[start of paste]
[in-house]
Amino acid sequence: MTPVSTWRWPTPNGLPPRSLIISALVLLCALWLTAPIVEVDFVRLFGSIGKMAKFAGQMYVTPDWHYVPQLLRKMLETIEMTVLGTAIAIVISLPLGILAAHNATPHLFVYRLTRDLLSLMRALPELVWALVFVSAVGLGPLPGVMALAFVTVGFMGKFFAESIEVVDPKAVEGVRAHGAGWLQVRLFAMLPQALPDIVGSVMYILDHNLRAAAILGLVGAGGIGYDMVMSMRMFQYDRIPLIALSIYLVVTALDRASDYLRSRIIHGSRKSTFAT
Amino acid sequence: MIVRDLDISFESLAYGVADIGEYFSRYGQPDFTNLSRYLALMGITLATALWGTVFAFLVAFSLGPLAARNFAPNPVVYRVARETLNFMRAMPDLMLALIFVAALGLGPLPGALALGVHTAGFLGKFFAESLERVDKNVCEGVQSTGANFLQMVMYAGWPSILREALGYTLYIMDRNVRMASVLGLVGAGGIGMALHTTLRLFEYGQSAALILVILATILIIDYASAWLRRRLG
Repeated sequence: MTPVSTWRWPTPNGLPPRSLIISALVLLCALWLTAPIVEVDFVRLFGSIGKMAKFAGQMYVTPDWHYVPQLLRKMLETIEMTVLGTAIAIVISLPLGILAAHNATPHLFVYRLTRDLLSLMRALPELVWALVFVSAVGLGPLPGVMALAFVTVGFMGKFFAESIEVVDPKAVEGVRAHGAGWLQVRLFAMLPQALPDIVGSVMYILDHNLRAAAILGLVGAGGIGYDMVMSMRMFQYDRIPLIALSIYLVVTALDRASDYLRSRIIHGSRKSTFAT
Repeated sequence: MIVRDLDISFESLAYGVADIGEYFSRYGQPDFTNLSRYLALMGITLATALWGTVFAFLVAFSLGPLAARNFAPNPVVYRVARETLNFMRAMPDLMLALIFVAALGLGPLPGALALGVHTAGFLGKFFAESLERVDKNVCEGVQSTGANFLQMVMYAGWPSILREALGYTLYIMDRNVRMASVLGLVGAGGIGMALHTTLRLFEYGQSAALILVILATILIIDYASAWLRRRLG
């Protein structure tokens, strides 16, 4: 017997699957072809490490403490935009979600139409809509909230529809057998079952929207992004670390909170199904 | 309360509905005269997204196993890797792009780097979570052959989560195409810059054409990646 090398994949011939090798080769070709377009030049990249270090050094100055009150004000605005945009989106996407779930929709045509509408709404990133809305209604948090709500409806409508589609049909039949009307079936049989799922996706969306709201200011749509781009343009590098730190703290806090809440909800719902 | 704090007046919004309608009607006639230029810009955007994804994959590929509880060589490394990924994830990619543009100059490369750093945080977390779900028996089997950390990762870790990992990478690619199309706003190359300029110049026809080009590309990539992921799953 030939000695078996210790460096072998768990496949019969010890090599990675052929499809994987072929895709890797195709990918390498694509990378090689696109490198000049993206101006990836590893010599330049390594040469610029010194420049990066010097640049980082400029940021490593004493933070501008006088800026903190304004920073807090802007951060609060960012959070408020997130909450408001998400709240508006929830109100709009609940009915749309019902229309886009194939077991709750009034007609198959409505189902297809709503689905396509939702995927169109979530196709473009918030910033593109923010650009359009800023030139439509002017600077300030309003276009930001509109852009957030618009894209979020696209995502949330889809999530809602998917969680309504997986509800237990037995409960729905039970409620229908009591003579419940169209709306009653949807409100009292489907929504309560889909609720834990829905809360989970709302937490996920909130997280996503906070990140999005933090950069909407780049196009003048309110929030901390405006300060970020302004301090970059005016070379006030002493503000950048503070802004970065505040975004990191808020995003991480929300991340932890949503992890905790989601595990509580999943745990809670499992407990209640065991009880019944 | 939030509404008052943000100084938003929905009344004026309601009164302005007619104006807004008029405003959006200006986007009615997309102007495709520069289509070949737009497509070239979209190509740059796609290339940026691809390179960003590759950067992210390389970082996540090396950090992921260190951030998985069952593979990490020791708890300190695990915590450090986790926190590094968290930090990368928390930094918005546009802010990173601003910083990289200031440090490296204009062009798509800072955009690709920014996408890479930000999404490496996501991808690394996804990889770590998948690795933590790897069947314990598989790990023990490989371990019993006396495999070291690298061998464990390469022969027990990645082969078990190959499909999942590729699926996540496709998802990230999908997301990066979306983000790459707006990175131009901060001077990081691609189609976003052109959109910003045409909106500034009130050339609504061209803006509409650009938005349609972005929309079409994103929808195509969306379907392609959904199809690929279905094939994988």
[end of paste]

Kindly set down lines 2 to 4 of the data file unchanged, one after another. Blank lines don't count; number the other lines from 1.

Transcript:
Amino acid sequence: MTPVSTWRWPTPNGLPPRSLIISALVLLCALWLTAPIVEVDFVRLFGSIGKMAKFAGQMYVTPDWHYVPQLLRKMLETIEMTVLGTAIAIVISLPLGILAAHNATPHLFVYRLTRDLLSLMRALPELVWALVFVSAVGLGPLPGVMALAFVTVGFMGKFFAESIEVVDPKAVEGVRAHGAGWLQVRLFAMLPQALPDIVGSVMYILDHNLRAAAILGLVGAGGIGYDMVMSMRMFQYDRIPLIALSIYLVVTALDRASDYLRSRIIHGSRKSTFAT
Amino acid sequence: MIVRDLDISFESLAYGVADIGEYFSRYGQPDFTNLSRYLALMGITLATALWGTVFAFLVAFSLGPLAARNFAPNPVVYRVARETLNFMRAMPDLMLALIFVAALGLGPLPGALALGVHTAGFLGKFFAESLERVDKNVCEGVQSTGANFLQMVMYAGWPSILREALGYTLYIMDRNVRMASVLGLVGAGGIGMALHTTLRLFEYGQSAALILVILATILIIDYASAWLRRRLG
Repeated sequence: MTPVSTWRWPTPNGLPPRSLIISALVLLCALWLTAPIVEVDFVRLFGSIGKMAKFAGQMYVTPDWHYVPQLLRKMLETIEMTVLGTAIAIVISLPLGILAAHNATPHLFVYRLTRDLLSLMRALPELVWALVFVSAVGLGPLPGVMALAFVTVGFMGKFFAESIEVVDPKAVEGVRAHGAGWLQVRLFAMLPQALPDIVGSVMYILDHNLRAAAILGLVGAGGIGYDMVMSMRMFQYDRIPLIALSIYLVVTALDRASDYLRSRIIHGSRKSTFAT